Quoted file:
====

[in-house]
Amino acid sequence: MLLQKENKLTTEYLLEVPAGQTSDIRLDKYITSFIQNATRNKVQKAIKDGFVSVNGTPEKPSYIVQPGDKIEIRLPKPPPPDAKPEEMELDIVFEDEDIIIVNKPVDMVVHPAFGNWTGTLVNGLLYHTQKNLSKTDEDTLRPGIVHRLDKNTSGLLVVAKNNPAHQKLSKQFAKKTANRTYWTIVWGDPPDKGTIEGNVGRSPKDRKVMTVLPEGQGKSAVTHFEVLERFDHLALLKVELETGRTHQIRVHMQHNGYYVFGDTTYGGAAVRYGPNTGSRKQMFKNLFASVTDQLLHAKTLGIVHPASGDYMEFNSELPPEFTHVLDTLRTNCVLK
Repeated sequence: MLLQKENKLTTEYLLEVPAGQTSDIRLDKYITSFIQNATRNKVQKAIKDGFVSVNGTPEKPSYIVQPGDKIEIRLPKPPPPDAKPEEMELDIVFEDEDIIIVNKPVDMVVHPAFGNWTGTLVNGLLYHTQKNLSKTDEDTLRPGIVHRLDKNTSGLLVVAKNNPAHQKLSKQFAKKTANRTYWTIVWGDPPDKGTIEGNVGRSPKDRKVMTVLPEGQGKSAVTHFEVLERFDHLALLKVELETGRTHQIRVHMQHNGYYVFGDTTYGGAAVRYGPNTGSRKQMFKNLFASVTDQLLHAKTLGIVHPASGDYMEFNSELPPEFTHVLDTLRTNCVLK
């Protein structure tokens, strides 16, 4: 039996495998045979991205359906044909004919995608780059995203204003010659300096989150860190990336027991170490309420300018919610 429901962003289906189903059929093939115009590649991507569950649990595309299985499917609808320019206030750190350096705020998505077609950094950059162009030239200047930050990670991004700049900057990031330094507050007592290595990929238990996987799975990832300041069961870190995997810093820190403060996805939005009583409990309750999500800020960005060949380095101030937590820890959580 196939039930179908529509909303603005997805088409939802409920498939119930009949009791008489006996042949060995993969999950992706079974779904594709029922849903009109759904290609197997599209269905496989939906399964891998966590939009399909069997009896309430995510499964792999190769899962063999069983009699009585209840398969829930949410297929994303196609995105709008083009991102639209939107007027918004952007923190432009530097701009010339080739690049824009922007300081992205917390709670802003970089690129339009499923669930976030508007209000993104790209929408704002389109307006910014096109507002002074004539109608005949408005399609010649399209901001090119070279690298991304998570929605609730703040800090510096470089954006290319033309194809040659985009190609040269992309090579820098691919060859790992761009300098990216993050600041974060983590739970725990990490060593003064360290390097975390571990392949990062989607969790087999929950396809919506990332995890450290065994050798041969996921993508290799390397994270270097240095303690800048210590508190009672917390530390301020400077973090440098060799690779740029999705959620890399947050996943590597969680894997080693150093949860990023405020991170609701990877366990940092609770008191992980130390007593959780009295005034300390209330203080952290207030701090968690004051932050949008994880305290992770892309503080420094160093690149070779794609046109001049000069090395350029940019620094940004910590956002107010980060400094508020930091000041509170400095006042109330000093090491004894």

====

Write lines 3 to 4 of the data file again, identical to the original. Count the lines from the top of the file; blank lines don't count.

Repeated sequence: MLLQKENKLTTEYLLEVPAGQTSDIRLDKYITSFIQNATRNKVQKAIKDGFVSVNGTPEKPSYIVQPGDKIEIRLPKPPPPDAKPEEMELDIVFEDEDIIIVNKPVDMVVHPAFGNWTGTLVNGLLYHTQKNLSKTDEDTLRPGIVHRLDKNTSGLLVVAKNNPAHQKLSKQFAKKTANRTYWTIVWGDPPDKGTIEGNVGRSPKDRKVMTVLPEGQGKSAVTHFEVLERFDHLALLKVELETGRTHQIRVHMQHNGYYVFGDTTYGGAAVRYGPNTGSRKQMFKNLFASVTDQLLHAKTLGIVHPASGDYMEFNSELPPEFTHVLDTLRTNCVLK
């Protein structure tokens, strides 16, 4: 039996495998045979991205359906044909004919995608780059995203204003010659300096989150860190990336027991170490309420300018919610 429901962003289906189903059929093939115009590649991507569950649990595309299985499917609808320019206030750190350096705020998505077609950094950059162009030239200047930050990670991004700049900057990031330094507050007592290595990929238990996987799975990832300041069961870190995997810093820190403060996805939005009583409990309750999500800020960005060949380095101030937590820890959580 196939039930179908529509909303603005997805088409939802409920498939119930009949009791008489006996042949060995993969999950992706079974779904594709029922849903009109759904290609197997599209269905496989939906399964891998966590939009399909069997009896309430995510499964792999190769899962063999069983009699009585209840398969829930949410297929994303196609995105709008083009991102639209939107007027918004952007923190432009530097701009010339080739690049824009922007300081992205917390709670802003970089690129339009499923669930976030508007209000993104790209929408704002389109307006910014096109507002002074004539109608005949408005399609010649399209901001090119070279690298991304998570929605609730703040800090510096470089954006290319033309194809040659985009190609040269992309090579820098691919060859790992761009300098990216993050600041974060983590739970725990990490060593003064360290390097975390571990392949990062989607969790087999929950396809919506990332995890450290065994050798041969996921993508290799390397994270270097240095303690800048210590508190009672917390530390301020400077973090440098060799690779740029999705959620890399947050996943590597969680894997080693150093949860990023405020991170609701990877366990940092609770008191992980130390007593959780009295005034300390209330203080952290207030701090968690004051932050949008994880305290992770892309503080420094160093690149070779794609046109001049000069090395350029940019620094940004910590956002107010980060400094508020930091000041509170400095006042109330000093090491004894």